Yale Picks New President, Stays The Course
by Paul Bass | Nov 8, 2012 5:56 pm
Posted to: Higher Ed
)The newly named CEO of New Haven’s largest corporation promised Thursday to continue the policies of his predecessor—from an improved relationship with New Haven and with labor unions to a controversial new relationship with the authoritarian government of Singapore.
The corporation, Yale University, announced Thursday afternoon that Peter Salovey will be its new CEO.
That makes him the most important business leader in New Haven, overseeing the city’s largest employer. It also puts him in the hot seat in a growing debate over Yale’s decision to form a joint university with Singapore.
In remarks to a crowd gathered at Yale’s Hall of Graduate Studies, then in remarks afterwards to the Independent, Salovey (pictured acknowledging applause) indicated that he plans to continue the path set forward by Rick Levin, who retires next spring after completing a celebrated 20-year run as the Ivy League university’s president. (Click here for a story and interview with Levin about his departure.)
It took the Yale Corporation barely two months to choose Levin’s successor, a remarkably quick turnaround in the practice of selecting university presidents. Senior Corporation Fellow Ed Bass (no relation to this reporter) claimed Thursday that the university “considered” 150 applicants in that time.
In quickly choosing Salovey rather than conducting a truly broad search, the university’s provost and a known and respected quantity on campus, Yale opted for continuity rather than change. It didn’t follow the lead of peer institutions like Harvard, Princeton, and Brown by selecting a female CEO. Yale temporarily chose a woman, Hannah Gray, to run the institution in the 1970s, but only on an interim, “acting” basis.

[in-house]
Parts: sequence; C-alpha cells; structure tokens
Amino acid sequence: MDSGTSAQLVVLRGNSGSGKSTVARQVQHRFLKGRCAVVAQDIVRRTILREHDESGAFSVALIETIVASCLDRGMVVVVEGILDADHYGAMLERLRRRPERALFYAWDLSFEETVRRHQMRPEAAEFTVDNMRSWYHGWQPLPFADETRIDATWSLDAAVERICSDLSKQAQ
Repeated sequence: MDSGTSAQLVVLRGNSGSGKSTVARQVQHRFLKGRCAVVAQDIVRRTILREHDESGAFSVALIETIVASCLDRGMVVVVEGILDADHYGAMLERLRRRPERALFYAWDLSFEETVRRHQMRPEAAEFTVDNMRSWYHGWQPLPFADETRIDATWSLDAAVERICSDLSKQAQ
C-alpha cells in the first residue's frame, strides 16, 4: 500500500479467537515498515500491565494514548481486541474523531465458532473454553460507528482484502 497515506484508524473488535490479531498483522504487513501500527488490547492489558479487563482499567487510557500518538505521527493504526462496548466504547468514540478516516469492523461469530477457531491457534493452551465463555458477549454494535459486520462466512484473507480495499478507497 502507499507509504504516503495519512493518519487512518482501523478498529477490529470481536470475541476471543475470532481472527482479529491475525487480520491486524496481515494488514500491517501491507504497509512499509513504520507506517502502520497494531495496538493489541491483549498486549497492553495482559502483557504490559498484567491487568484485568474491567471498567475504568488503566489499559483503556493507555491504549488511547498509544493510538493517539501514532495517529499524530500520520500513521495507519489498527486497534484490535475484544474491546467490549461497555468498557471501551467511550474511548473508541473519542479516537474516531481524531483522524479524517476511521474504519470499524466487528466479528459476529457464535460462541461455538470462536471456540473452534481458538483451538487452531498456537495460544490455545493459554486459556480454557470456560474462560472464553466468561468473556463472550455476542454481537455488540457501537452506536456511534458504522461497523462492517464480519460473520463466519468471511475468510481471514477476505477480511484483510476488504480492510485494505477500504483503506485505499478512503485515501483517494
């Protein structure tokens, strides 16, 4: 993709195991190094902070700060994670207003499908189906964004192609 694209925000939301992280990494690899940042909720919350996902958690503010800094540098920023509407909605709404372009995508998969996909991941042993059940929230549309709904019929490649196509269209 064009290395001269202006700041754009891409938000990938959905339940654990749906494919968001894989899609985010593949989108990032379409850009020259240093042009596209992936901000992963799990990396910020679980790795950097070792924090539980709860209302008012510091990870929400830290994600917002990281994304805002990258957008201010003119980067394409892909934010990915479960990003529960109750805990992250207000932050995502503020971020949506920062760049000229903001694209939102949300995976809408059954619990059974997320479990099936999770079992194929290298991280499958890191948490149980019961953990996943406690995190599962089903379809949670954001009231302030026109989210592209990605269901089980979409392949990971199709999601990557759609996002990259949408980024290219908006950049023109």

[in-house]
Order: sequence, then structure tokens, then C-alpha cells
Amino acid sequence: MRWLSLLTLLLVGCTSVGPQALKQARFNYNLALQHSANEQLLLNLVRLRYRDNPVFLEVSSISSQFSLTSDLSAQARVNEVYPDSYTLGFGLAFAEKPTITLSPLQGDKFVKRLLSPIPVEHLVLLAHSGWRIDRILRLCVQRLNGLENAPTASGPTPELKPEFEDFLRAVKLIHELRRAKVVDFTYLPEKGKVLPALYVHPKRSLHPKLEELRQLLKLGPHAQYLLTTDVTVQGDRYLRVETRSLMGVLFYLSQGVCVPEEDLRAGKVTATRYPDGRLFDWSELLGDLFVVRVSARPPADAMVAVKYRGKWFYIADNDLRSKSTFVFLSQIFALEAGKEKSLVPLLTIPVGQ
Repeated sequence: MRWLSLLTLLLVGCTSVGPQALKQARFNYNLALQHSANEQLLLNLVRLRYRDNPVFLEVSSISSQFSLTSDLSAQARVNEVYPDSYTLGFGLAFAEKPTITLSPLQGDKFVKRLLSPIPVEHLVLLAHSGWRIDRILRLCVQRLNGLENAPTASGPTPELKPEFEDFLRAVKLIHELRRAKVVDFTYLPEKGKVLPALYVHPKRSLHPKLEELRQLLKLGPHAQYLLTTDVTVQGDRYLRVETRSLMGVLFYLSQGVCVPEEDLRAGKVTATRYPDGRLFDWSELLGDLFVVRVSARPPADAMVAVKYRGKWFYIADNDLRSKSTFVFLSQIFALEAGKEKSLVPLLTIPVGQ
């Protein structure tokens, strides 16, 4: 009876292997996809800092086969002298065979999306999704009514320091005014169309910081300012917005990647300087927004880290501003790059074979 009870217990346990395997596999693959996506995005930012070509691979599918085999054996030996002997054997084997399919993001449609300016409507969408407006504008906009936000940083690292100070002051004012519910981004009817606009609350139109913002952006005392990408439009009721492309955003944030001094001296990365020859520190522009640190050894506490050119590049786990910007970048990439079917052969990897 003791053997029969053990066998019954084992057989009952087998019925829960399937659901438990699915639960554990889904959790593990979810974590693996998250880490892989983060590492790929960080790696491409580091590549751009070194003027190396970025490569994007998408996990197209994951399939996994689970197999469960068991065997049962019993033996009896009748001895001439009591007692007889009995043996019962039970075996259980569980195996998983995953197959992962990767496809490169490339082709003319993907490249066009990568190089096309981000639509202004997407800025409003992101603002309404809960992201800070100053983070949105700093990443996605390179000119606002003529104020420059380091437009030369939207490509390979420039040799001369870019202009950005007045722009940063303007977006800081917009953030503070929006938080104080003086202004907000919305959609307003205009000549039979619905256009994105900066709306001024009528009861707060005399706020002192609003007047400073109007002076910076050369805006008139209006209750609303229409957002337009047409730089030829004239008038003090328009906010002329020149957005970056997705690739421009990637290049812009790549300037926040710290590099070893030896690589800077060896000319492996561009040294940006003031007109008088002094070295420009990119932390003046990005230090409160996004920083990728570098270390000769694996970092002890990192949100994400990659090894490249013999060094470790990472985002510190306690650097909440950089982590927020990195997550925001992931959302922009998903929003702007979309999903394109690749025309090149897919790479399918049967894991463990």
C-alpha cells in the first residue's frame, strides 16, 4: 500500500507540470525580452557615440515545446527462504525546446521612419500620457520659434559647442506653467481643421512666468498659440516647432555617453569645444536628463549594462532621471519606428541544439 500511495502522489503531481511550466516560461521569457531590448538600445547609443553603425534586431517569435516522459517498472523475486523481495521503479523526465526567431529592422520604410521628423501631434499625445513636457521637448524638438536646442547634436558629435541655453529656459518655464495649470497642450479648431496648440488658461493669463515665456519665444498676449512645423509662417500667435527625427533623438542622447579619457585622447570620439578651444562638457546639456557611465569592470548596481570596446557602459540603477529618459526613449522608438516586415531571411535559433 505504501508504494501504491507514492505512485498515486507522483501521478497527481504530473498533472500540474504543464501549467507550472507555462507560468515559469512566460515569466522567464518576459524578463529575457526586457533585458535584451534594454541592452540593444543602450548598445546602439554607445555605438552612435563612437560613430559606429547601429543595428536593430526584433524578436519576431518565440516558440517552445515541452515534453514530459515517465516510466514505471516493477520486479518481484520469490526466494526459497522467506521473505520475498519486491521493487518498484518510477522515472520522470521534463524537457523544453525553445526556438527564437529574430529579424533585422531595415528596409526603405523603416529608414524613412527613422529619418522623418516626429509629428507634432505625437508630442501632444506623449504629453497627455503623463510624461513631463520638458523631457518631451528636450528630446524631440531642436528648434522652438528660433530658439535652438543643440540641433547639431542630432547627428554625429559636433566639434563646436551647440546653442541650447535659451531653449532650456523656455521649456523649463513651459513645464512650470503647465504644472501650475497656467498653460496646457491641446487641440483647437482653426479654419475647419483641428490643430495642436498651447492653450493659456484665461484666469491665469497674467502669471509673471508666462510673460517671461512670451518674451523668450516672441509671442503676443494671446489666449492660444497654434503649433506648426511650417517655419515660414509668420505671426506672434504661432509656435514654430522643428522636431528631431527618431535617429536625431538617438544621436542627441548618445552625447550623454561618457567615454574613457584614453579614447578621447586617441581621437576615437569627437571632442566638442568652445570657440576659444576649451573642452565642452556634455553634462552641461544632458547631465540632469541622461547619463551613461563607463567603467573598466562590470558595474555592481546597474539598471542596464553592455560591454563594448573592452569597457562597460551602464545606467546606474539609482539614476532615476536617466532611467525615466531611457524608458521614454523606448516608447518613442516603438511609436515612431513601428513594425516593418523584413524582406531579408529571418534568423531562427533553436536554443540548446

The presidential selection could also be seen as response to a desire in the Yale community for Levin’s successor to have a strong academic background. Salovey came to Yale in 1981 as a graduate student in psychology. He has chaired the department, served as dean of the Graduate School of Arts and Sciences, and as Yale College dean and provost. He is seen as a popular and approachable figure on campus.
Salovey will become the university’s 23rd president when he takes office on June 30, 2013.
University officials made a point of reserving front-row seats at Thursday’s 2:30 p.m. announcement for New Haven Mayor John DeStefano, Board of Aldermen President Jorge Perez, and West Haven Mayor John Picard, whose city has become more involved with Yale since it opened its “west campus” there. The announcement took place inside the jam-packed common room of the McDougal Graduate Student Center.
In remarks at the event, Salovey promised to “work tirelessly” on the legacy Levin gave him, including a “model partnership with New Haven” and a shining example of labor-management cooperation.
An “Experiment” Abroad
Afterwards, he was asked about the new Yale-National University of Singapore (NUS) liberal arts college is creating in conjunction with the government of Singapore. (Click on the play arrow at the top of the story to watch his answer.) Yale has come under intense criticism among faculty and among human rights advocates for the partnership for several reasons: because of Singapore’s record of suppressing freedom of speech, because the actual terms of the deal have remained under wraps, and because initial comments from officials suggest to critics that the new university will cooperate with the government of Singapore in limiting public political criticism. (Click here to read more about that.)
Promoters of the project have called it an important next step in Yale’s emergence as a global university under Levin’s stewardship. They see Yale advancing a form of “constructive engagement” that helps emerging economies develop liberal institutions of higher learning that in turn help promote democracy.
“We’re fairly far along with Singapore at this point. I think what we need to do is embrace this as an experiment in liberal education,” Salovey said. “What can we learn from Yale-NUS that we can bring back to Yale and export around the world?”
Faculty critics in particular have pressed Yale to release details of the arrangement with Singapore. For instance: When Yale starts exporting its brand, what will the brand stand for? At first NUS graduates will receive a degree that it states comes directly from NUS, in partnership with Yale, not from Yale itself. But what happens down the line? Discussion has centered in some quarters about whether the deal includes an exit provision after, say, seven years that would allow Singapore to find a new partner if Yale won’t confer official Yale degrees on NUS graduates.